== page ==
The recent defection of troops to Bosco Ntaganda, for whom the International Criminal Court (ICC) has issued an arrest warrant, and their formation into the M23 rebel group has brought conflict back to eastern Democratic Republic of Congo (DRC). Hundreds of thousands of civilians have fled to Goma or into neighbouring Uganda, and are living in refugee camps. The rebels have now entered gorilla territory as well.
This situation highlights the need for a more holistic approach to conservation, which requires the inclusion of humanitarian and military organisations, and sees conservation in the broader socio-political and conflict landscape of the region. Equally, the presence of key biodiversity, including both high profile species such as the mountain gorilla and key carbon sinks needed for the fight against climate change (DRC has one of the world’s largest tropical rainforests, second only to the Amazon) offers an opportunity to use conservation as a ‘platform’ or ‘tool’ to promote a peaceful resolution to the conflict. But how can this be done?
An approach that has come out of research in eastern DRC and remains under development at the Marjan Centre is to create a ‘Yellow Berets’ unit. This would be a disarmament, demobilisation and reintegration (DDR) programme, but with a difference. Rather than integrating the rebels back into the Congolese army, which has proven fraught with difficulty, the yellow berets would be an independent force, under UN control. Their task would be environmental protection and controlled natural resource extraction, combined with conventional DDR programmes.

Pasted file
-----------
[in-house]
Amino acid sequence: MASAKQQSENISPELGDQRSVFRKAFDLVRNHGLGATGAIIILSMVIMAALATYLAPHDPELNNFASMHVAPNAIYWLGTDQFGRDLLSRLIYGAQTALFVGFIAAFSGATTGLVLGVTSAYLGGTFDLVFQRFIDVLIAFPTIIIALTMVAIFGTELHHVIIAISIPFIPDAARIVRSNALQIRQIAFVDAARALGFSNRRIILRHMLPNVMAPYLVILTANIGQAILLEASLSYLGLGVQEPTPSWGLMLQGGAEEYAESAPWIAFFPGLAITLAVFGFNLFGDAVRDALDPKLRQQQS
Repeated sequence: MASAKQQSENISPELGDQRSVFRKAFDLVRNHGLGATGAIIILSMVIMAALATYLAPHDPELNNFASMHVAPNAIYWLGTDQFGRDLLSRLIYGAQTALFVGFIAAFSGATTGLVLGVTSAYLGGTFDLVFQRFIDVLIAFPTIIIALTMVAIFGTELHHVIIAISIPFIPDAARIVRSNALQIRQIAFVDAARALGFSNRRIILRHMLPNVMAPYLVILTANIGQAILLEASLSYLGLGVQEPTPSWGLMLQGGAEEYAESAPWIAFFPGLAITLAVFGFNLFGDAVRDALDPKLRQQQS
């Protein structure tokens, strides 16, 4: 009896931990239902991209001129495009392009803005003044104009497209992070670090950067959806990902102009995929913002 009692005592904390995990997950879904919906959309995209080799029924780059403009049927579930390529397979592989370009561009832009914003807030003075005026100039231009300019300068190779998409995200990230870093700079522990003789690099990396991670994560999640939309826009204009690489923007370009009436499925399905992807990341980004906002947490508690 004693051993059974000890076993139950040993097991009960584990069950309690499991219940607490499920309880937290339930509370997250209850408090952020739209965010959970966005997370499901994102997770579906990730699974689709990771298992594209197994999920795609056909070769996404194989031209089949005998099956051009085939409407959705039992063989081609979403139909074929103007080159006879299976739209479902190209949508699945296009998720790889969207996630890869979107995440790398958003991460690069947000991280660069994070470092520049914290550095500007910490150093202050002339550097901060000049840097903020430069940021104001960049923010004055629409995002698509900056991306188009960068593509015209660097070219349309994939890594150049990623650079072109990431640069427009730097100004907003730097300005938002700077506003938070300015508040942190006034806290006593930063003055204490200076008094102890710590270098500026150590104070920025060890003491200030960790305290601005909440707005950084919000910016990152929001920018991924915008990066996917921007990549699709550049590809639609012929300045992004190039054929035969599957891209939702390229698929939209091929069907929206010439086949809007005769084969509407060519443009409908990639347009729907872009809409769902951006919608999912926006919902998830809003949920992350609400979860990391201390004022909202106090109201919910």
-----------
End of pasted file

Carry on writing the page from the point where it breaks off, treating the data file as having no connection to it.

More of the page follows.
Such a process would bring an end to the current uprising, and provide an opportunity for a lasting peace in the region, while simultaneously protecting key biodiversity in the Congo region as well as allowing for a controlled, sustainable extraction of natural resources to bring wealth into the country.
While there is currently not enough international motivation or willingness to provide the necessary resources to effectively intervene in the Congo, the ‘Yellow Berets’ plan offers a cost-effective way to bring peace to the region and to protect biodiversity and combat climate change. DRC would also offer a trial-run for the project, and the lessons learned could then be used to roll out the project across the world.
Put simply, the ‘Yellow Berets’ plan is designed to deal with the M23 rebels by converting these guerrilla soldiers into gorilla rangers.
Richard Milburn, UK representative, PolePole Foundation, Democratic Republic of the Congo (DRC)